Powerful Category 3 Irene enters the Bahamas

By: Dr. Jeff Masters , 3:49 PM GMT on August 24, 2011

Share this Blog
20
+

Powerful Category 3 Hurricane Irene stormed through the Turks and Caicos Islands overnight, bringing hurricane-force winds, torrential rains, and storm surge flooding. On Providenciales in the Turks and Caicos Islands, where half of the population of these islands live, winds reached a sustained 65 mph at a personal weather station at Pine Cay, and the pressure bottomed out at 989 mb. The eyewall of Irene missed the island, with the center of the storm passing about 60 miles to the southwest. The center of Irene passed about 60 miles to the northwest of Grand Inagua Island, and Category 1 hurricane conditions were probably experienced on that island. Damage in the Turks and Caicos is likely to be much less than the $50 - $200 million wrought by Category 4 Hurricane Ike of 2008, since Irene's eyewall missed populated islands.


Figure 1. Morning satellite image of Irene.

Monday, Irene hit Puerto Rico as a tropical storm with 70 mph winds, but reached hurricane strength as it emerged into the Atlantic northwest of the capital of San Juan. One drowning death is being reported from the island, and the storm dumped up to 20 inches of rain in some areas. About 11% of the island was still without power this morning, and numerous roads were closed due to flooding and landslides. Irene did an estimated $17 million in damage to agriculture and $2 million to ports in Puerto Rico. Satellite estimates suggest that Irene has brought only 1 - 2 inches of rain to Haiti. With Irene now pulling away from Hispaniola, Haiti can expect only another 1 - 2 inches from the hurricane, and appears to have dodged a major bullet. Heavy rains of 3 - 6 inches were common across the Dominican Republic, where moderate flooding but no deaths occurred.


Track forecast for Irene
Continuing dropsonde missions by the NOAA jet have helped to significantly narrow the uncertainty in the 1 - 3 day forecasts from the computer models. Irene will track through the central Bahamas today, the northwestern Bahamas on Thursday, and approach the Outer Banks of North Carolina on Friday. However, the models still diverge considerably on their 4 - 5 days forecasts, and we don't know if Irene will plow up the mid-Atlantic coast into New Jersey, as the GFDL model is predicting, hit New England between Long Island, NY and Massachusetts, as the ECMWF, GFS, and HWRF models are predicting, or miss the U.S. and hit Canada, as the NOGAPS model is predicting.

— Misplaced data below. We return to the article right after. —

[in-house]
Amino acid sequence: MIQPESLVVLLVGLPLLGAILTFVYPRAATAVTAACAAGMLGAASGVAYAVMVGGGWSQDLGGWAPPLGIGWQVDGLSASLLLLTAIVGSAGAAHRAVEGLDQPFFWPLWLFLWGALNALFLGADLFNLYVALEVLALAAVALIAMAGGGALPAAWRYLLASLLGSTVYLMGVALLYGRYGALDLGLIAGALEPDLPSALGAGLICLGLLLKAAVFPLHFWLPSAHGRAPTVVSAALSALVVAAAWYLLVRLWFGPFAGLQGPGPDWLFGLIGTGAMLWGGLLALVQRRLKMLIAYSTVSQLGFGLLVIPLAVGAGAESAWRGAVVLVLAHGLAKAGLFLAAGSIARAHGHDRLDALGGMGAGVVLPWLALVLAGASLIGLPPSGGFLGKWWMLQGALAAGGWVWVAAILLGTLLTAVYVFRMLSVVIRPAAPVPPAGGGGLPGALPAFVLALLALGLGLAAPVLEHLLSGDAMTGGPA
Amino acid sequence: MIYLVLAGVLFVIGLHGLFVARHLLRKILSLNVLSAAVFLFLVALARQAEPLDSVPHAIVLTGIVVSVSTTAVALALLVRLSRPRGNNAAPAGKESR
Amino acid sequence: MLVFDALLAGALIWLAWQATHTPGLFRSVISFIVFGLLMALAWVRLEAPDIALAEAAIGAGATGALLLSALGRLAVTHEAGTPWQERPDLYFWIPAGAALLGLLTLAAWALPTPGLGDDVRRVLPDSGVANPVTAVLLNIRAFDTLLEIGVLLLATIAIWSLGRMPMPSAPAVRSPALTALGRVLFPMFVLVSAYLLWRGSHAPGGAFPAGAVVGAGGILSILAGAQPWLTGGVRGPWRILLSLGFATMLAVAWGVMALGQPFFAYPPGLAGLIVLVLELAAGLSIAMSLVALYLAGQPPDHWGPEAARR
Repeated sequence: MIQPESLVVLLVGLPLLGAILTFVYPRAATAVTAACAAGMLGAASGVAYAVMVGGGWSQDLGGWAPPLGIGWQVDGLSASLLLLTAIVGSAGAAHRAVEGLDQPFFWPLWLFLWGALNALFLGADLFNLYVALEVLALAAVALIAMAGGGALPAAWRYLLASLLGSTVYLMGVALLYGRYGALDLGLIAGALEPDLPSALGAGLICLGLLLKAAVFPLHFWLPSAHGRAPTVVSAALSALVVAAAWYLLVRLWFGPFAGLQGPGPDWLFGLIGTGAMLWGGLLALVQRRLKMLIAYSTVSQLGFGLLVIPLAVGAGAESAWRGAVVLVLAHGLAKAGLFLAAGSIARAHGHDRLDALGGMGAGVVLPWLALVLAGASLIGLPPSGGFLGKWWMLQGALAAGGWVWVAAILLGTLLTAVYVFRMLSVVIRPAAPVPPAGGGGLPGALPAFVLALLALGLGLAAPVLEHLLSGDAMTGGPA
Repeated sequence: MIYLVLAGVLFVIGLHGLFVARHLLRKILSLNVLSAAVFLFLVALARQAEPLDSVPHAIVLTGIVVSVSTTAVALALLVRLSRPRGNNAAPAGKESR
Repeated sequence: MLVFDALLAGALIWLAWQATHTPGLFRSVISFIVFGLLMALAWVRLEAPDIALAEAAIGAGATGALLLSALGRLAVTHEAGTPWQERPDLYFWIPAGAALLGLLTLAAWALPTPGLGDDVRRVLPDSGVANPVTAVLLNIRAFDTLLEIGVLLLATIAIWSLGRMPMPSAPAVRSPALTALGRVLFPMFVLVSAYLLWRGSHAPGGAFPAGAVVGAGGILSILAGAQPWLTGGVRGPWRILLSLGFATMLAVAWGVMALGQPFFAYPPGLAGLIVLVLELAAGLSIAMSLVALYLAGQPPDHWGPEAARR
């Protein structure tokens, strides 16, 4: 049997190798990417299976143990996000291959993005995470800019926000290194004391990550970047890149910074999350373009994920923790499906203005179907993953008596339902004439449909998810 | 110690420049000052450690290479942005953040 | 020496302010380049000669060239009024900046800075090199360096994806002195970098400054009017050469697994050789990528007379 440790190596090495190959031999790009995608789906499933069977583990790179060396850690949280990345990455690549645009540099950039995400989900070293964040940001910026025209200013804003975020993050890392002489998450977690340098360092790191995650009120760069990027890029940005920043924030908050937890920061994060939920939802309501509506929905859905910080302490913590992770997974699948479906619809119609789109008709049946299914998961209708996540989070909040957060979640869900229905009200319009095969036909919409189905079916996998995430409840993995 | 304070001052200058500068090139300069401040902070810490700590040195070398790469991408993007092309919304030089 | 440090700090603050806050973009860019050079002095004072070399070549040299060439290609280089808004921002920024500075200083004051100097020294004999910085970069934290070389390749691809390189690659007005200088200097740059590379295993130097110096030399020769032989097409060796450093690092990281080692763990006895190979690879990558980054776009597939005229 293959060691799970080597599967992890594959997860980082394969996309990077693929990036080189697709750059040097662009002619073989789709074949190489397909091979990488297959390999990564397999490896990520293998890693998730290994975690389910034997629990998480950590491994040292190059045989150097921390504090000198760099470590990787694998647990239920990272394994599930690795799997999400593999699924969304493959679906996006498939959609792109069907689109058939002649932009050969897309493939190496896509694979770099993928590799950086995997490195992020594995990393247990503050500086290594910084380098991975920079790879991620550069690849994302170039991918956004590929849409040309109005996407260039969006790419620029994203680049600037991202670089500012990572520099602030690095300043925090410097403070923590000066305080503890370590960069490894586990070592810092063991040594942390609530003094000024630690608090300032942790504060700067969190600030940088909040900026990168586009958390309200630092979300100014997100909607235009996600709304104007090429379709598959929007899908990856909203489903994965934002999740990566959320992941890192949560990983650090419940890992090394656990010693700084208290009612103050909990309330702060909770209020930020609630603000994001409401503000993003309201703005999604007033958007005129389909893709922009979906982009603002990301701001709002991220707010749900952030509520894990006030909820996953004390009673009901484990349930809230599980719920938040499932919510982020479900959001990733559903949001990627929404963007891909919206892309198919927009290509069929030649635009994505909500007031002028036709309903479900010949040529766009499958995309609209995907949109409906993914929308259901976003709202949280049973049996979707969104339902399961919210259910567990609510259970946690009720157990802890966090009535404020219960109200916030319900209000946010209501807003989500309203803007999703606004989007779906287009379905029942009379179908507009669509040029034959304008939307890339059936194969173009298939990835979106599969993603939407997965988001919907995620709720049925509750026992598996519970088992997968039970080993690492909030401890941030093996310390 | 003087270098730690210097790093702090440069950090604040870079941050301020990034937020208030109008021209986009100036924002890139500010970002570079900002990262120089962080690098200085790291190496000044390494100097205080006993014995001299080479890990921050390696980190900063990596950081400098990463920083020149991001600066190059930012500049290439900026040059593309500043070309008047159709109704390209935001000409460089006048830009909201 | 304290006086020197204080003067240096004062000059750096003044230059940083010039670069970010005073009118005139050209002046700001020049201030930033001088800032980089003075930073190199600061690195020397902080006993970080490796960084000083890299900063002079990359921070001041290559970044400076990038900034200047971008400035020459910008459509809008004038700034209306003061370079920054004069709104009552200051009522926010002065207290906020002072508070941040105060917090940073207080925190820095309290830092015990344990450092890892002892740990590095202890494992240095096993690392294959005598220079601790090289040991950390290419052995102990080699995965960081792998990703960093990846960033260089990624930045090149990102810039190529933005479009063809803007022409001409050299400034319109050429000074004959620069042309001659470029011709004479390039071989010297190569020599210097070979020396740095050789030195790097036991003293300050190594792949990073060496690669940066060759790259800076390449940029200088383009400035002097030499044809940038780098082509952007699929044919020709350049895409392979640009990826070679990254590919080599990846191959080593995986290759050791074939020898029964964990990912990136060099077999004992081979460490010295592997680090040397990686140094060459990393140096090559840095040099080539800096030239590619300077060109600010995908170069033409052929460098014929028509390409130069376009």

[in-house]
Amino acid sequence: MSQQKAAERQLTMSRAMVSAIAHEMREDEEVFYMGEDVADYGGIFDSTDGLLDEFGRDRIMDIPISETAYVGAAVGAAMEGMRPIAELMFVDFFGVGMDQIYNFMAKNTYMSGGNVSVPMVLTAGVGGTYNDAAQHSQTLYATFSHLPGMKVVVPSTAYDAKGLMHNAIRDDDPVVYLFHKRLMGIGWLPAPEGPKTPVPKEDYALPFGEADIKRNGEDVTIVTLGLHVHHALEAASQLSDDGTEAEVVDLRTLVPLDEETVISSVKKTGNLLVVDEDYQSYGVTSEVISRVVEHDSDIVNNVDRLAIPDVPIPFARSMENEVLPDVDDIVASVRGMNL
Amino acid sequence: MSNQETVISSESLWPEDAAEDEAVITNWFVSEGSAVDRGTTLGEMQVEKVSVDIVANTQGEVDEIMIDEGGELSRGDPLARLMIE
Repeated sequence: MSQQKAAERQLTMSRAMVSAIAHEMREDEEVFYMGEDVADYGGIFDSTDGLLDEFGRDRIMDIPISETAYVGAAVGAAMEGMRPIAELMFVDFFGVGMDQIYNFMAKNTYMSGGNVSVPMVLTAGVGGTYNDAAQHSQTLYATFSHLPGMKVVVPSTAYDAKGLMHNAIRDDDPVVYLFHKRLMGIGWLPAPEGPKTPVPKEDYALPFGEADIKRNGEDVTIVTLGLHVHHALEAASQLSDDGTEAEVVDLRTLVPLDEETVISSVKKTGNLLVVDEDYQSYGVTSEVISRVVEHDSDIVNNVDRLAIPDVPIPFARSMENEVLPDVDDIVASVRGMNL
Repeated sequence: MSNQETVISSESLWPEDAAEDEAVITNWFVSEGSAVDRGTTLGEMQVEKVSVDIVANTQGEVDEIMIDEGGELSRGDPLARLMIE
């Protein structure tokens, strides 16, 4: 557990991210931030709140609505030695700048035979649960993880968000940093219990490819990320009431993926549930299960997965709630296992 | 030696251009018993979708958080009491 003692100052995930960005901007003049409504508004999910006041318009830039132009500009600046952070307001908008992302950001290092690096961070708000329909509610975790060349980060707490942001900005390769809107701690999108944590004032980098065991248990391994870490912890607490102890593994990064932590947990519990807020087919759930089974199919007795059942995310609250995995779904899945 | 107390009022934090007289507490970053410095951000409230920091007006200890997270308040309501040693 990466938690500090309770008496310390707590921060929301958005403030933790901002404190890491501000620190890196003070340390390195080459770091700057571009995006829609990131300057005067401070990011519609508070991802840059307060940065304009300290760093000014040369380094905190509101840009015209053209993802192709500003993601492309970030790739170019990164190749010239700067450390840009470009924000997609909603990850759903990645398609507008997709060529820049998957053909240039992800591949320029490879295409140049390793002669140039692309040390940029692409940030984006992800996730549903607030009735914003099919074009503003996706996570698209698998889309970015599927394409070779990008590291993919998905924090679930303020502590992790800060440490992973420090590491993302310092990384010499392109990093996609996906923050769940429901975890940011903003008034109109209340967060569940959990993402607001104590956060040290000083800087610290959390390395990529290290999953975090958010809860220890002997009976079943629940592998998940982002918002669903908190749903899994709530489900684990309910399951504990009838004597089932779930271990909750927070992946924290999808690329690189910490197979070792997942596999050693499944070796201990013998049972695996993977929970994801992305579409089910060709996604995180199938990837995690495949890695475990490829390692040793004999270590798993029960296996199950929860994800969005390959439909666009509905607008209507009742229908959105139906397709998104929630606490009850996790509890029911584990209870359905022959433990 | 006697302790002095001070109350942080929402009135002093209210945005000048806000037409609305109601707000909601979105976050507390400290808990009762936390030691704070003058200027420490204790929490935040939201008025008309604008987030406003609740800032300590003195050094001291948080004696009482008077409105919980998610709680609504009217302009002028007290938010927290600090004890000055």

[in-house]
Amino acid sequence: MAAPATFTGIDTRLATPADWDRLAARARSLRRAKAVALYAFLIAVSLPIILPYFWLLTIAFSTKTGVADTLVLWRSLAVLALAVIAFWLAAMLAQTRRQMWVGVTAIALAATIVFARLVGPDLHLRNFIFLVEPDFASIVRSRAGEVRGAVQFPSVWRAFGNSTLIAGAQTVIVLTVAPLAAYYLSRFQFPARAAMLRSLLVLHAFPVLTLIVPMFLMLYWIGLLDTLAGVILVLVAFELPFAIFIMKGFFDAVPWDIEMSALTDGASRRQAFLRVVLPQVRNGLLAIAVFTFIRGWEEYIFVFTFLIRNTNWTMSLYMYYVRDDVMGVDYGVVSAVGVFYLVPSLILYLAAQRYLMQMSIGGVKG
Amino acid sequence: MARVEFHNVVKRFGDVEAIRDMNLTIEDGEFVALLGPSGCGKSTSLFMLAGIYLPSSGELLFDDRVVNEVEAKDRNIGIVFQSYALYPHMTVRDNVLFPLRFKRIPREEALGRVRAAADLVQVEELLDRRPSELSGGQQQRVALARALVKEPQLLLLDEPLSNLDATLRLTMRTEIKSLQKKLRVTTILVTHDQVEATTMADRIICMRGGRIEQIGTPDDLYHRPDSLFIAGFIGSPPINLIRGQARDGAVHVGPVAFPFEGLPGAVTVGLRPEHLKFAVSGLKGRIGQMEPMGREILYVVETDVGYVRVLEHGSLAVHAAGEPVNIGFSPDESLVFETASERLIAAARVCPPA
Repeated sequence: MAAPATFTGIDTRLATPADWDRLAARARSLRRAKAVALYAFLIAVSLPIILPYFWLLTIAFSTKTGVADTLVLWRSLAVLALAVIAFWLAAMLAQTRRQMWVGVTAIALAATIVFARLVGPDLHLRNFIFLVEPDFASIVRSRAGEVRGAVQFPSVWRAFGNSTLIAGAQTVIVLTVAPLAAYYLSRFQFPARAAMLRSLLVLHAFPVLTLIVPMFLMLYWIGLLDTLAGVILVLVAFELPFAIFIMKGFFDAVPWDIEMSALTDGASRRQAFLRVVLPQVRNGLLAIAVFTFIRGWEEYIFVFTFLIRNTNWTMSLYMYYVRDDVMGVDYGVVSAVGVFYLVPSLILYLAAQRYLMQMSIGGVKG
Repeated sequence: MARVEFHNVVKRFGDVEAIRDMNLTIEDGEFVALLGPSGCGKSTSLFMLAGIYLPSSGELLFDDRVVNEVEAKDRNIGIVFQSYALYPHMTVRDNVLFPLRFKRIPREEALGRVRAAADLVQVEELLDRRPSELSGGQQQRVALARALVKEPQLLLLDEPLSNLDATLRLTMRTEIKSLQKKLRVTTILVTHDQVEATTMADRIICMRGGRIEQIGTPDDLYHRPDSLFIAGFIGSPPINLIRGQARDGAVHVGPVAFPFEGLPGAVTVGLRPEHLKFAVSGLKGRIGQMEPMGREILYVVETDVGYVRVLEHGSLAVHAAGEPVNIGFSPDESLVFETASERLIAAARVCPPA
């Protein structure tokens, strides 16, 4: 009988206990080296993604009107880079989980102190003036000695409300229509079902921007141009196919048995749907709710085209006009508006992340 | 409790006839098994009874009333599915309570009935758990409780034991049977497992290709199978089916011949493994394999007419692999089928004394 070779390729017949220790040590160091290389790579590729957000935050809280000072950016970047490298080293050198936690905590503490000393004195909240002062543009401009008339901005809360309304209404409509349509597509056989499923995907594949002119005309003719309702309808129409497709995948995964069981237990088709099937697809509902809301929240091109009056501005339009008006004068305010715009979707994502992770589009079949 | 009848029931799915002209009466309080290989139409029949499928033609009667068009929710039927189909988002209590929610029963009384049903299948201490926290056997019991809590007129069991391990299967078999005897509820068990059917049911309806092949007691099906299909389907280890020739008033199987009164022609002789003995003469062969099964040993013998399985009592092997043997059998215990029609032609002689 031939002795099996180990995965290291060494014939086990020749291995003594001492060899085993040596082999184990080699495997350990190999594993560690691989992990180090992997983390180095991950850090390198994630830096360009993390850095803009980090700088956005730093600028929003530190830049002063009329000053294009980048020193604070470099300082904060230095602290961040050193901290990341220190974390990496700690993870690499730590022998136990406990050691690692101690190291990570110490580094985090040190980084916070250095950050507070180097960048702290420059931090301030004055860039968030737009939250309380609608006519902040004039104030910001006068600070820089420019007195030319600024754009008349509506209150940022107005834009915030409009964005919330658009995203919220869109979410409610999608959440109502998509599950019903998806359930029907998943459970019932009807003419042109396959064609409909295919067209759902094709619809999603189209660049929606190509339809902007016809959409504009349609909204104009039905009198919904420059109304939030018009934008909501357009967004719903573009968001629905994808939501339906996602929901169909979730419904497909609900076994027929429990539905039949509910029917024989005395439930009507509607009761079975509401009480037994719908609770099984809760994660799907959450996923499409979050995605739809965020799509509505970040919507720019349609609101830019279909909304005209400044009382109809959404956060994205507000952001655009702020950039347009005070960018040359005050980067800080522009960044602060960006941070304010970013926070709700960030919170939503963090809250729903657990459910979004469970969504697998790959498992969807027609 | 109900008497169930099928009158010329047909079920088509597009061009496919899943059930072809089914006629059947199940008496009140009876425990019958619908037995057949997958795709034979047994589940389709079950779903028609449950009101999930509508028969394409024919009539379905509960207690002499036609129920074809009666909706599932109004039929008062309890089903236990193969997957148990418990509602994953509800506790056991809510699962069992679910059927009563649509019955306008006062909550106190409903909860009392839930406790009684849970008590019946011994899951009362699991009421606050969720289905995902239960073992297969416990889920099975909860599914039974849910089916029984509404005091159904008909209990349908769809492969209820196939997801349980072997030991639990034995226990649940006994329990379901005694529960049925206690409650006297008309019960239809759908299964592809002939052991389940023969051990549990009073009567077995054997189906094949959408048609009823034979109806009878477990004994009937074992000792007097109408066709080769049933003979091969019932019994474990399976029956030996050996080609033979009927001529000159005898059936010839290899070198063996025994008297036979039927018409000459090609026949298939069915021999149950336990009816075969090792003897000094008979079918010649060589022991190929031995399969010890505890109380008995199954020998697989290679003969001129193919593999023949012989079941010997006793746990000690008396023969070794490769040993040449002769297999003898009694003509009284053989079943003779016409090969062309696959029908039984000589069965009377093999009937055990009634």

Intensity forecast for Irene
Latest data from the Hurricane Hunters shows that Irene has paused in its intensification cycle. A gap has opened in the eyewall, and the central pressure has remained constant at 956 - 957 mb over the past few hours. However, the hurricane is embedded in a large envelope of moisture, and wind shear is expected to remain low to moderate, 5 - 20 knots, for the next three days. With water temperatures very warm, 28 - 30°C, these conditions should allow for intensification to a Category 4 storm sometime in the next two days. Satellite loops show that Irene is well-organized, with excellent upper-level outflow, and impressive spiral banding.

Irene's impact on the Bahama Islands
Irene is making a direct hit on Crooked Island (population 350) in the Bahamas, and will continue west-northwest and hit Rum Cay (population 80) and Cat Island (population 1700) late tonight. These unfortunate islands will bear the full brunt of Irene's 115+ mph winds and 8 - 13 foot storm surge, and suffer major damage that will take months to recover from. Major damage is also likely on Long Island (population 3000) and San Salvador Island (population 1000.) Shortly after midnight tonight, winds at the capital of Nassau, home to 70% of the population of the Bahamas, will rise above tropical storm force, and increase through the night. By late morning on Thursday, sustained winds will peak on Nassau at just below hurricane force, 60 - 70 mph. Nassau will miss the brunt of the storm, and I expect the airport should be able to re-open on Friday. Winds on Grand Bahama Island in Freeport will rise above tropical storm force late Thursday morning, and increase to a peak of 45 - 60 mph late Thursday afternoon. Grand Bahama will also miss the brunt of the storm, but Abaco Island to its east will likely experience Category 2 hurricane conditions Thursday afternoon. However, Abaco will probably miss the right front eyewall of Irene with the strongest winds and highest storm surge.